NYC local law 144-21 tackles AI bias in employment decisions

Preparing for new rules under New York’s legislation

NYC local law 144-21 aims to bring transparency to the use of AI and other algorithms in employment decisions. Here’s what we know about New York’s legislation so far, including requirements for a bias audit of automated employment decision systems (AEDTs) and steps affected organizations can take now to prepare.


Summary of rules within the current version of the law

Organizations that use automated employment decision tools (AEDTs) to substantially assist or replace discretionary decision-making for employment decisions (e.g., hiring, promotions, etc.) in New York City will be required to have a bias audit performed by an independent auditor. The tools include data analytics, statistical modeling, machine learning (ML), and AI that generate simplified outputs like candidate scores, classifications, or hiring recommendations.

The bias audit shall include but not be limited to testing AEDTs to assess the tools’ disparate impact on employment decisions for candidates or employees based on protected categories (e.g., sex, ethnicity, and race). In cases where individuals assessed by an AEDT are not included in the required calculations because they fall within an unknown category, organizations will need to indicate the number of these individuals. In addition, an independent auditor may exclude a category that represents less than 2% of the data being used for the bias audit from the required calculations for the impact ratio.

Organizations will need to make the date of the most recent bias audit, a summary of results, and distribution date of the AEDT prior to its use publicly available on the employment section of their websites in a clear and conspicuous manner.


Penalties for organizations that fail to comply with NYC LL 144-21 include a civil penalty of $500 for a first violation and each additional violation occurring on the same day as the first violation and a penalty between $500 and $1,500 for each subsequent violation. Each day an organization uses an AEDT in violation of NYC LL 144-21 and fails to provide any required notice to an employee or candidate shall constitute a separate violation. For further details regarding the current rules, refer to the Notice of Adoption.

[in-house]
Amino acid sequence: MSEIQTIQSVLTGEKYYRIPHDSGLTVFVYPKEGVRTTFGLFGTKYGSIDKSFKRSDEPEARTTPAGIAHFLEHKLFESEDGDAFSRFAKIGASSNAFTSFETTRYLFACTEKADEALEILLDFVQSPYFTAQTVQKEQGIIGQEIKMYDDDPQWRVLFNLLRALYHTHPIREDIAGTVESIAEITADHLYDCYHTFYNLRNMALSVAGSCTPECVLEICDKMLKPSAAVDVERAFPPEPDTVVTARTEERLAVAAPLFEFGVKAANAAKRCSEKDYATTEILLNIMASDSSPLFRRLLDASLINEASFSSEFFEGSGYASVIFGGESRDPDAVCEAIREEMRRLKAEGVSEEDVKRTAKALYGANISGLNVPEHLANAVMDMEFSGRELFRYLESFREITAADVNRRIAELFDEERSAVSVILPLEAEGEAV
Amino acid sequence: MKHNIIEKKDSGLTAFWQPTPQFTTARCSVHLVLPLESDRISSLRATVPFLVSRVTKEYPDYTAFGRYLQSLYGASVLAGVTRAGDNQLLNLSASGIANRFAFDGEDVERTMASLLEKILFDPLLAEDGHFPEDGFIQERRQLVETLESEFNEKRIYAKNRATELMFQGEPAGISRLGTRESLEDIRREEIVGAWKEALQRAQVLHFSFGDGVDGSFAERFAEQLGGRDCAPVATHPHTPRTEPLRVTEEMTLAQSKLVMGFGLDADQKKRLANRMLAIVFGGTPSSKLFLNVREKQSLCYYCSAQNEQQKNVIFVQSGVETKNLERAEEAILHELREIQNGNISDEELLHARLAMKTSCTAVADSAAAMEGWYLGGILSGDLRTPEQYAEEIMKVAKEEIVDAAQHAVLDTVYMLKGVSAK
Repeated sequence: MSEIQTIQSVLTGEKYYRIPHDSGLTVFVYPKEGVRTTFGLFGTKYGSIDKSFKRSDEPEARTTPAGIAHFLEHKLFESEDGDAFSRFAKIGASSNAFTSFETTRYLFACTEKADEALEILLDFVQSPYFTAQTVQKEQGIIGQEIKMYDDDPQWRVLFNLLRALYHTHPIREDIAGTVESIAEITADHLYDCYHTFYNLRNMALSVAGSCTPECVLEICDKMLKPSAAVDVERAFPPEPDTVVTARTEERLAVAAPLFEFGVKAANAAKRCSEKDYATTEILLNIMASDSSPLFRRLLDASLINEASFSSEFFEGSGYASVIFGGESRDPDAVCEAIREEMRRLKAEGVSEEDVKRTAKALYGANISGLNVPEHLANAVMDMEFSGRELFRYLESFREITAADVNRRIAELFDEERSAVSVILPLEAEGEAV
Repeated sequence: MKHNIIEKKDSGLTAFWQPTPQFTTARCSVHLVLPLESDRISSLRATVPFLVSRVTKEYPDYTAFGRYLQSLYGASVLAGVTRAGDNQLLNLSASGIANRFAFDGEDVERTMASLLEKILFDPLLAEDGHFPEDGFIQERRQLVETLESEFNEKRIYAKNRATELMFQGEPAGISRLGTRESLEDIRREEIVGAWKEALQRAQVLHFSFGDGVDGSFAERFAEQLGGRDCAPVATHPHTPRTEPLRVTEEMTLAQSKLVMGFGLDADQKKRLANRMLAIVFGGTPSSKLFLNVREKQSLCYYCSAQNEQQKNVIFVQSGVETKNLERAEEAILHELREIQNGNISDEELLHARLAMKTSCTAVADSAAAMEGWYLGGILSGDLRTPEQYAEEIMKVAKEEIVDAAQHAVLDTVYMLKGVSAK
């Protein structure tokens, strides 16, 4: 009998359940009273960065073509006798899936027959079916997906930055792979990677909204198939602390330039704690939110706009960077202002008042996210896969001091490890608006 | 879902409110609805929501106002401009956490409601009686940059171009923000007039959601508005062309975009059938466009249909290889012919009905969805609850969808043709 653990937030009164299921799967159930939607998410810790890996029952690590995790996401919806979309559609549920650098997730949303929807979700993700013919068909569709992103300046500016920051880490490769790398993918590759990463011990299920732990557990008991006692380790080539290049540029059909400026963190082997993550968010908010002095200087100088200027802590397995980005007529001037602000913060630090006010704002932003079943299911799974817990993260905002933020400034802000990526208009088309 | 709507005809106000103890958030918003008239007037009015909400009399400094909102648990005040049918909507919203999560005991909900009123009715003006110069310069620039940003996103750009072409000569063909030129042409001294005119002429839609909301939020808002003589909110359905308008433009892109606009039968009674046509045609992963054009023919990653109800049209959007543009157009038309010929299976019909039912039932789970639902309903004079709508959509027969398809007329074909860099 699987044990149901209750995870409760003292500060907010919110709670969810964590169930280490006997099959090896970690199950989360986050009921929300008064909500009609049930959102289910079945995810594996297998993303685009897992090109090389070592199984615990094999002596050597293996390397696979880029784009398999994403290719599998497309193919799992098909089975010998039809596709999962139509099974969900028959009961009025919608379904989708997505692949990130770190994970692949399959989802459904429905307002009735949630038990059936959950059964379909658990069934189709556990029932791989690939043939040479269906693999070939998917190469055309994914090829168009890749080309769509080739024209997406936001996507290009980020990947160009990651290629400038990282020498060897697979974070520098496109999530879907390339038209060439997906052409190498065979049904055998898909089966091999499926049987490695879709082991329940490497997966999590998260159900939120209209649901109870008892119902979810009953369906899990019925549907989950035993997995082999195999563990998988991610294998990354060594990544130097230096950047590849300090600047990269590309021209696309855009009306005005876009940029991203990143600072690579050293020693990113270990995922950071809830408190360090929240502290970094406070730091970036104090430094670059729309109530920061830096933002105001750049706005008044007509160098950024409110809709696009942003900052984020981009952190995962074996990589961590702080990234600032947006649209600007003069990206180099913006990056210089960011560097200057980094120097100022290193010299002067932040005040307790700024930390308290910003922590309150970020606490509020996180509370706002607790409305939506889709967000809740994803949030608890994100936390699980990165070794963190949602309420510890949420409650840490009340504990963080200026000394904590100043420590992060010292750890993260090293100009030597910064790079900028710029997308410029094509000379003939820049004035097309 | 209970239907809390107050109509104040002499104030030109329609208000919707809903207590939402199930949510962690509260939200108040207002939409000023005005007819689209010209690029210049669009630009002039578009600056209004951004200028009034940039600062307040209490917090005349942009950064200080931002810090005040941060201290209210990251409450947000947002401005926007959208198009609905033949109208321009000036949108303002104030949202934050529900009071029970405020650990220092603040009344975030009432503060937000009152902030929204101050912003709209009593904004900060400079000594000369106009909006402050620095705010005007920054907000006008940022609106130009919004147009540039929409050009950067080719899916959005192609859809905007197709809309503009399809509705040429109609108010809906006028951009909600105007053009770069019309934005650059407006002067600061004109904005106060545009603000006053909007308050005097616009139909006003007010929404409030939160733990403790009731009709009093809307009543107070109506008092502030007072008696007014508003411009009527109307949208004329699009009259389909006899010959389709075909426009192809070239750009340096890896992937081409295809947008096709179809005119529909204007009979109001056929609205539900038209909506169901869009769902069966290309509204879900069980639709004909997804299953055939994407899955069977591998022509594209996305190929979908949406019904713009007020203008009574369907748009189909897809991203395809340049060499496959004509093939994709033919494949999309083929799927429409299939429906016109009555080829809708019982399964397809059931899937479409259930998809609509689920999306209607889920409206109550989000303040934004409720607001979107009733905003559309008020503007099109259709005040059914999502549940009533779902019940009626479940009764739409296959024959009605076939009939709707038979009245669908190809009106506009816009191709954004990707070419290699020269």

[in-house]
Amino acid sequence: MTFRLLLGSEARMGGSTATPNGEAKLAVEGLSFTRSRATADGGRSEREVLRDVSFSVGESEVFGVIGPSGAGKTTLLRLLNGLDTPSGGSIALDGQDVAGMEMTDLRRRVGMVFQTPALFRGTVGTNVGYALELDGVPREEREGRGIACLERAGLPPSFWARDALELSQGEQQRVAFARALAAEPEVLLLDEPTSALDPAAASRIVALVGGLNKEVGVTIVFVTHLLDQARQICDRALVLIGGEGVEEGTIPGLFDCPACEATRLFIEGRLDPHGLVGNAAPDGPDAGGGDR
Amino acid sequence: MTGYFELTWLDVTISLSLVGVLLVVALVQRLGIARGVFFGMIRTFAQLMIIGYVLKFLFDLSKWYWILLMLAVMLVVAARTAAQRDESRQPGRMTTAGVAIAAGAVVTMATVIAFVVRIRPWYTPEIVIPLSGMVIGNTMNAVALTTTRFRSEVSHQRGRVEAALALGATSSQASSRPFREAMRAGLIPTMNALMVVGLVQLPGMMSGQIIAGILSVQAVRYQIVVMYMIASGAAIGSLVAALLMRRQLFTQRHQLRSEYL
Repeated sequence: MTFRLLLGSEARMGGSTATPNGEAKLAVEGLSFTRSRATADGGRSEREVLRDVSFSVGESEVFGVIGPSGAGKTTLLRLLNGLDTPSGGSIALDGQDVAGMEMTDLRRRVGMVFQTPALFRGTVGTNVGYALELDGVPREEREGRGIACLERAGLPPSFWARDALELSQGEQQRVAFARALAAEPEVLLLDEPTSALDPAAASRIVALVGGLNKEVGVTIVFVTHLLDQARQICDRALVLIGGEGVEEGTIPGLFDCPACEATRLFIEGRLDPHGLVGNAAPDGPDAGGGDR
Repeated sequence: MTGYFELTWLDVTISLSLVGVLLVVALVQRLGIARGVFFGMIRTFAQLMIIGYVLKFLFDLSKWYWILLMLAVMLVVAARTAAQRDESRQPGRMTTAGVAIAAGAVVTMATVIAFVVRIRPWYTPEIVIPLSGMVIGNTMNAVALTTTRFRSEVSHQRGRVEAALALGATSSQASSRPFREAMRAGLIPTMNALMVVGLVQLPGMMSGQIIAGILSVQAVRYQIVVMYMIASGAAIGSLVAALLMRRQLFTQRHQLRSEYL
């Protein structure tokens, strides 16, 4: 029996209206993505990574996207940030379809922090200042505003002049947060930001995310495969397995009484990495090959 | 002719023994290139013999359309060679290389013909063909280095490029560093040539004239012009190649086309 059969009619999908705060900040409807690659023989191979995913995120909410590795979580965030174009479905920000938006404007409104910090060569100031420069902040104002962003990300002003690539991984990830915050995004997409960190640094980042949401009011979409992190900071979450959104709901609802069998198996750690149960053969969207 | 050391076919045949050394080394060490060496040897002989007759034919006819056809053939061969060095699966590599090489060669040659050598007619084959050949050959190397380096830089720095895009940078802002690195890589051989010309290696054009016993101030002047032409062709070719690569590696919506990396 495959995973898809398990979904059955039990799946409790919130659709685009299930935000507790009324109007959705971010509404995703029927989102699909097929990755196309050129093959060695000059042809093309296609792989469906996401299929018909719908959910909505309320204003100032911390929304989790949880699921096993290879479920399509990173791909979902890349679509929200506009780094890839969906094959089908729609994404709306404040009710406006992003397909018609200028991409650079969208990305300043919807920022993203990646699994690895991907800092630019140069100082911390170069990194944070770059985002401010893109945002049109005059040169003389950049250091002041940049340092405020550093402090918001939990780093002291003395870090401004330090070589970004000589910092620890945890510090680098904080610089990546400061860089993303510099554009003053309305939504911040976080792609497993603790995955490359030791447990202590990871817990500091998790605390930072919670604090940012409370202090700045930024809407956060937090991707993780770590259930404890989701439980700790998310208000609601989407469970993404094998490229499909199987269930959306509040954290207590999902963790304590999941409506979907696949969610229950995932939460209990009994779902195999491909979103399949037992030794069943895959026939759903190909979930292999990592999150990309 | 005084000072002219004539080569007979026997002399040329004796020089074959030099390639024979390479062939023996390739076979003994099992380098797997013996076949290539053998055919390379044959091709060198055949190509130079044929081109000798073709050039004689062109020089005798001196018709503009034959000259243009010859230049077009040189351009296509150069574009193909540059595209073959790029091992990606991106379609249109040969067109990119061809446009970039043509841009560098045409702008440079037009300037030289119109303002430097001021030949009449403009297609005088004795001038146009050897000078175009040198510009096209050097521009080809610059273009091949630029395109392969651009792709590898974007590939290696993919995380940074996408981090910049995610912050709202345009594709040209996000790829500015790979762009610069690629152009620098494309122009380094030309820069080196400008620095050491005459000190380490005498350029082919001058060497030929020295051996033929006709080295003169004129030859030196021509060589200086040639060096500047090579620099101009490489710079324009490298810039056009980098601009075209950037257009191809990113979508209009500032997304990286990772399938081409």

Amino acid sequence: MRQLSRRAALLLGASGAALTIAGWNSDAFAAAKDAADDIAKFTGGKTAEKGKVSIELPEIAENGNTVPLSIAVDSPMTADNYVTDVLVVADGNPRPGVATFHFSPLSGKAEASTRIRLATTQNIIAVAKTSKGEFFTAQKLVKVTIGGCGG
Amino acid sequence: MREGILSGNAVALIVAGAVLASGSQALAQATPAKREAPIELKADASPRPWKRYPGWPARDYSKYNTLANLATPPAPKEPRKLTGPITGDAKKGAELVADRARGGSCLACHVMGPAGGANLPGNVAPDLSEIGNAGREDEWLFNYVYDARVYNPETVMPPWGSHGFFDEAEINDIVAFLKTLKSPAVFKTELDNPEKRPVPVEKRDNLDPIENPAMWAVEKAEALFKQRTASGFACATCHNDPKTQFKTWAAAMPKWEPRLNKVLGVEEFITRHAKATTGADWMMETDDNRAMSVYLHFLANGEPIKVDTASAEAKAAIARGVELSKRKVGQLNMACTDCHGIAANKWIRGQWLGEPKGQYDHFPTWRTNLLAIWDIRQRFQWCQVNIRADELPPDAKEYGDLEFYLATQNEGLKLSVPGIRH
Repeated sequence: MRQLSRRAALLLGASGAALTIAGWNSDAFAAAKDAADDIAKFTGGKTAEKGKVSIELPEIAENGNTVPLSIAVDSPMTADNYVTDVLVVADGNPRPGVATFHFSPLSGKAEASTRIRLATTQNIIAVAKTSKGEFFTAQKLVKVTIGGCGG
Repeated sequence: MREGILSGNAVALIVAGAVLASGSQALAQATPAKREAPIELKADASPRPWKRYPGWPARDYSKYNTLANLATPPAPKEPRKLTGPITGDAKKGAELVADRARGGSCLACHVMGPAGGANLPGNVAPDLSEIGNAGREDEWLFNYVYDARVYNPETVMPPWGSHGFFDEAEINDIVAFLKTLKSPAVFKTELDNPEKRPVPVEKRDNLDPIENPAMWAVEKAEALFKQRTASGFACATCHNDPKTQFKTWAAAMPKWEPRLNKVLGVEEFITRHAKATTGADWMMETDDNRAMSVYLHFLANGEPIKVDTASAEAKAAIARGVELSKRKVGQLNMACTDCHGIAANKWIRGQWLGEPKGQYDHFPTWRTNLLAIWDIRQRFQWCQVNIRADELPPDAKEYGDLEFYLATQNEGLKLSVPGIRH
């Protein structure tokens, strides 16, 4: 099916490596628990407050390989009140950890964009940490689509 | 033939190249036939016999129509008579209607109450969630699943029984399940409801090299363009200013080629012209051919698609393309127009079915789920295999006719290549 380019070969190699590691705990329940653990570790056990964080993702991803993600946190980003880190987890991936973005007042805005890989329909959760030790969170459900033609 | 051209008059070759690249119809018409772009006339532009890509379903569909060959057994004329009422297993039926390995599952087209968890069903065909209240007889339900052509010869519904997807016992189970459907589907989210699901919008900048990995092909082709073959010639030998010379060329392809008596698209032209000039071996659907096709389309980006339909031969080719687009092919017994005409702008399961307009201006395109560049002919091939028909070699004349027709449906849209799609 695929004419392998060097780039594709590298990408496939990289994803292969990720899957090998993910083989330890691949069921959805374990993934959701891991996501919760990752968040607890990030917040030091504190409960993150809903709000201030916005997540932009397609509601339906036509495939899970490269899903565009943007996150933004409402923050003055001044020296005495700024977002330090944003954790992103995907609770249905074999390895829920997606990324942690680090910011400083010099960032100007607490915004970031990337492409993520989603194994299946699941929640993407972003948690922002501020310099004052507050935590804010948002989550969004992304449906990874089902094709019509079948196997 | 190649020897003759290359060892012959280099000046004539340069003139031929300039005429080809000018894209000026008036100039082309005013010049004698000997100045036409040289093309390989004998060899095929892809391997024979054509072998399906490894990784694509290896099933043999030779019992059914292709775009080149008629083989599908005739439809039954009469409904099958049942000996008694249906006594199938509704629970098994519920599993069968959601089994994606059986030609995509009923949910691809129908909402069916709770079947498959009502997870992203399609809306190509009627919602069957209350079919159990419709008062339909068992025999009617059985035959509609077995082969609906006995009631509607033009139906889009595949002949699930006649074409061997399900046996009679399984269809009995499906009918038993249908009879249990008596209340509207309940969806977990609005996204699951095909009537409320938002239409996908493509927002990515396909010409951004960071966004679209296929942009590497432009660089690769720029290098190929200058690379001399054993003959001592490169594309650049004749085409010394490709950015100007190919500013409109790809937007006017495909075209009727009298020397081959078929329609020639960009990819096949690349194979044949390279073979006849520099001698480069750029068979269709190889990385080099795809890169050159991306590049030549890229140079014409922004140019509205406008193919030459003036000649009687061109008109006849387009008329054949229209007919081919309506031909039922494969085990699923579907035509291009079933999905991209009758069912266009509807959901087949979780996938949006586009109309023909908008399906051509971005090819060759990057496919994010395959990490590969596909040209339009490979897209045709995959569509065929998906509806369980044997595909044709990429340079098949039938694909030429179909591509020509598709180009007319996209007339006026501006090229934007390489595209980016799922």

Considerations regarding NYC LL 144-21

Organizations continue to evaluate the implications of NYC LL 144-21. As of the date of publication of this document, the enforcement of this law has been postponed from the originally announced date of January 1, 2023, to July 5, 2023. Key considerations or areas for clarification from stakeholders include but are not limited to:

  • Types of models and applications that fall under the proposed definition of an AEDT
  • Independence requirements for parties performing bias audits
  • Criteria to measure disparate impact and assess bias
  • Intersectionality of characteristics when measuring disparate impact and assessing bias and appropriate sample sizes for relevant categories
  • Appropriate data sets to use as part of the bias audit
  • Requirements of existing privacy laws and impact on availability of historical data
  • Coordination between AEDT providers and employers

On April 6, 2023, the DCWP issued a Notice of Adoption with the final new rules and additional guidance to clarify the requirements in NYC LL 144-21.

What organizations can do now

While there are still questions related to NYC LL 144-21, there are several practices that organizations using an AEDT can consider to be proactive and prepared for the law going into effect.

  • Identify any AEDTs in current use or planned for future use and determine if they substantially assist or replace discretionary decisions related to employment
  • Develop an inventory of identified AEDTs to categorize and track AEDTs, including where and how AEDTs are used, and a process for tracking updates
  • Identify data used by the AEDT(s) and other candidate or employee data retained by the organization and assess if the organization needs to retain additional data to perform the proposed impact calculations
  • Coordinate with human resources and legal functions/departments to prepare or adapt necessary disclosures to comply with the proposed requirements

In addition to the practices to address the current proposed requirements for NYC LL 144-21, there are more holistic practices around governance, model development and testing, and the review function that can provide a strong foundation for organizations, especially those involved in developing automated decision systems, to prepare for potential expanded requirements around the use of automated decision systems, including AEDTs, as the regulatory environment continues to evolve. We have included several leading practices for organizations to consider below.



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